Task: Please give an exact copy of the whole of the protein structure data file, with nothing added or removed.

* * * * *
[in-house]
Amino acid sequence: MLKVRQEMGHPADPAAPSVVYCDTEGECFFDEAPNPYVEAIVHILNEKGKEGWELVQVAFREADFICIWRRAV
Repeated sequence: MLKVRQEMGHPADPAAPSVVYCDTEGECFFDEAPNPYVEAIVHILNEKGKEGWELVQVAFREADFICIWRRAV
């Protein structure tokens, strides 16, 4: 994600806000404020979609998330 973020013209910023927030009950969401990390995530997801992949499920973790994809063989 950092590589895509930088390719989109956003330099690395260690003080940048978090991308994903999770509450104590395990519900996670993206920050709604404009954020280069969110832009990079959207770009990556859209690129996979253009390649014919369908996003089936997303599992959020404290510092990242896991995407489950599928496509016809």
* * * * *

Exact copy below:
[in-house]
Amino acid sequence: MLKVRQEMGHPADPAAPSVVYCDTEGECFFDEAPNPYVEAIVHILNEKGKEGWELVQVAFREADFICIWRRAV
Repeated sequence: MLKVRQEMGHPADPAAPSVVYCDTEGECFFDEAPNPYVEAIVHILNEKGKEGWELVQVAFREADFICIWRRAV
């Protein structure tokens, strides 16, 4: 994600806000404020979609998330 973020013209910023927030009950969401990390995530997801992949499920973790994809063989 950092590589895509930088390719989109956003330099690395260690003080940048978090991308994903999770509450104590395990519900996670993206920050709604404009954020280069969110832009990079959207770009990556859209690129996979253009390649014919369908996003089936997303599992959020404290510092990242896991995407489950599928496509016809």